Demand in the automobile sector, one of the largest contributors to manufacturing, is slowing down at the retail level.
From flying sky high to digging the earth deep, the Narendra Modi government has tried everything to project the image of 'change' in India. At the moment, the efforts seem to have cut not much ice. The government, however, is pushing for a number of reforms before the beginning of the winter session of Parliament. “Structural reforms to the economy continues,” said Finance Minister Arun Jaitley. “They should continue at a rapid pace.” He is confident of achieving 8 per cent gross domestic product growth in 2015-16.
The government policy mill, too, has been working overtime. Foreign direct investment norms have been relaxed in sectors like defence, rail infrastructure, construction development, insurance, pension, medical devices, white label ATM operations and investments by NRIs on non-repatriation basis. “Public investment has increased, FDI has also considerably increased. Private sector investment is slowly picking up,” Jaitley said at the Resurgent Rajasthan Partnership Summit in Jaipur recently. “For the actions that the Centre and states are taking, there is a huge amount of public support and the onus on all of us therefore is to open our doors wide for those investments.”
The revenue department has been working overtime to formulate a 25 per cent corporate tax for the budget. Further fuelling hopes, Jaitley said rates of taxation should not be so 'onerous' or so 'aggressive' that it deters investors. “The India of 2015 is not the India of 1971,” he said. “For that matter, it is also not the India of 1991. The aspirational constituency which supports growth, which supports reforms and wants India to reform much faster, has increased.”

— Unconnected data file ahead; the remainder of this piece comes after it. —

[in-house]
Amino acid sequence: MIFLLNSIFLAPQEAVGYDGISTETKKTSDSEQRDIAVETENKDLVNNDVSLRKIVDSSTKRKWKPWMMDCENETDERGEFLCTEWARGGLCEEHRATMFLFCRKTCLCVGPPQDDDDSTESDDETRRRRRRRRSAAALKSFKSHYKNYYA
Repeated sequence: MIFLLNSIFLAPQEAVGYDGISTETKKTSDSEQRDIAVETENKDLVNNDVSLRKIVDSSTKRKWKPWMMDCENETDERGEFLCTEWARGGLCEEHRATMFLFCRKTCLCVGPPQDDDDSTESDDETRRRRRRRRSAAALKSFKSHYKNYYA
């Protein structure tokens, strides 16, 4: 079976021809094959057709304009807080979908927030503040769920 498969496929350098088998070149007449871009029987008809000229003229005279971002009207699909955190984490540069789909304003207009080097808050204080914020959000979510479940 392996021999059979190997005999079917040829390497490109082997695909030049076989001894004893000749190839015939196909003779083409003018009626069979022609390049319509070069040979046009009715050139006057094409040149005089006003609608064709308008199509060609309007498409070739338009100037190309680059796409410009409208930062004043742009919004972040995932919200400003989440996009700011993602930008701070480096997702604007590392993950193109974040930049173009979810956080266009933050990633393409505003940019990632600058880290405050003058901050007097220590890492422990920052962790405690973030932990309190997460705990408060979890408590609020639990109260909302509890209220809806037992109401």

With the recent increase in FDI in the housing sector through the automatic route, developers are hopeful that the sector will see some revival. “The Reserve Bank has done a lot to sell bad loans in the highway sector,” said Amitabh Kant, secretary, Department of Industrial Policy and Promotion. “We do not want any businessman to come to Udyog Bhawan or the finance ministry; that is also the mandate from the prime minister,” he said at the annual general meeting of ASSOCHAM.